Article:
double-digit growth in bank lending. Since growth in the manufacturing sector is subdued, banks are willing to lend to healthy infrastructure companies/projects. There is visible growth in the affordable housing, telecommunications and renewable energy segments that is driving credit demand. The lending momentum continued in the ongoing fiscal year with outstanding loans of about Rs 10 trillion to infrastructure as of September 2019. Financial closures were aplenty in 2018-19, reflecting the revival of bank credit to infrastructure. Around 18 hybrid annuity model (HAM)-based road projects were able to tie up funding, of the 25 financial closures tracked by India Infrastructure Research. The financial closure of GVK’s Navi Mumbai international airport project was a notable one. Meanwhile, lending to renewable energy companies continued. In 2019-20 so far, nine projects achieved financial closure, including Phase II of the Kempegowda international airport and the Nagpur-Mumbai Super Communication Expressway. The initial euphoria with regard to HAM is fizzling out as the model has started showing cracks, thus making banks more cautious.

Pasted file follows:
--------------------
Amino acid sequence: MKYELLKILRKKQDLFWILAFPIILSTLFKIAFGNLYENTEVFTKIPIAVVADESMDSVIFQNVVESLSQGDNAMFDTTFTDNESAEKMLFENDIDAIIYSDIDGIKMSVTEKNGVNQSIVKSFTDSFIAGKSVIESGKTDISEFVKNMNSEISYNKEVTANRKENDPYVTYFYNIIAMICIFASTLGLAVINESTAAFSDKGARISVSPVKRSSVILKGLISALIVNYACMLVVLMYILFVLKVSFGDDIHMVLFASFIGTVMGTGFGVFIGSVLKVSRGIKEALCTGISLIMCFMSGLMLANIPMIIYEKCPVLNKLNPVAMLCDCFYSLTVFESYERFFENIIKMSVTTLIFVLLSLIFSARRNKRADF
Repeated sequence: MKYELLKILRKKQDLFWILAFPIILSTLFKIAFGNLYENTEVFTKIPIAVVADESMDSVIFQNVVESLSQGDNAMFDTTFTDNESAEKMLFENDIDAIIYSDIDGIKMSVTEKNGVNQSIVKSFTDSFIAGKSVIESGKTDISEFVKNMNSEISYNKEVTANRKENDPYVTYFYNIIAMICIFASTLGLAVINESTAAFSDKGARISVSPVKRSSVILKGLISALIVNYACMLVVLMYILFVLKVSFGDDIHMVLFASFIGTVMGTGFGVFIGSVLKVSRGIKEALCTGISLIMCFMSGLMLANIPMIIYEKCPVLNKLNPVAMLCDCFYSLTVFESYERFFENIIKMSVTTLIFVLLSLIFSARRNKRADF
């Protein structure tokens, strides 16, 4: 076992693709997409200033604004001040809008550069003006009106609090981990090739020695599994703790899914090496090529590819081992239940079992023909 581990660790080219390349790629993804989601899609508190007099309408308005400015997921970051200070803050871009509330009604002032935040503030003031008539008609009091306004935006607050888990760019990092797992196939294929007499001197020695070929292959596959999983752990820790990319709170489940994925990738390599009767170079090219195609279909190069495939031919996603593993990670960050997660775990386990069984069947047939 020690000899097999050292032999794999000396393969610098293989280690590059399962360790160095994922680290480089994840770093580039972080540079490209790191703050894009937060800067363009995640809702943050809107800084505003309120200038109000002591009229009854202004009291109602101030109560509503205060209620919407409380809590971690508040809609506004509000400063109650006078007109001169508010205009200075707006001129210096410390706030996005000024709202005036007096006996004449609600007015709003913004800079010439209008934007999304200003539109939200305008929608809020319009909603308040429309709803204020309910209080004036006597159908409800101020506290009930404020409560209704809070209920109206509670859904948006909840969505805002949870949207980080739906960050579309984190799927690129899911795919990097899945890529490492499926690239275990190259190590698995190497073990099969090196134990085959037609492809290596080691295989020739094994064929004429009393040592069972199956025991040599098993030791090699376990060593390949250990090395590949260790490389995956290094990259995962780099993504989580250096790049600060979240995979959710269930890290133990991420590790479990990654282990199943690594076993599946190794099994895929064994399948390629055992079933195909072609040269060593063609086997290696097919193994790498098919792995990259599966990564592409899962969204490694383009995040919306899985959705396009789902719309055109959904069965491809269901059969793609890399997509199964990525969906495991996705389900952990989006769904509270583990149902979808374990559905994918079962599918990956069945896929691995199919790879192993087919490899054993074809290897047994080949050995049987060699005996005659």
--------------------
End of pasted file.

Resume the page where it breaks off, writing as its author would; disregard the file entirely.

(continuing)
Stressed assets declining
The stressed advanced ratio in the infrastructure sector has been declining since March 2018, a positive indicator. The ratio, which stood at a high of 22.6 per cent in March 2018, gradually slid to 20.1 per cent in September 2018 and further to 17.8 per cent in March 2019. Meawhile, of the total credit to industry, the
share of credit to infrastructure increased from 33 per cent as of March 2018 to 37 per cent as of March 2019. These numbers not only point towards an improving financing landscape, but also highlight the fact that there is more responsible lending by banks unlike the irrational exuberance exhibited by them in the past.
Limitations of the IBC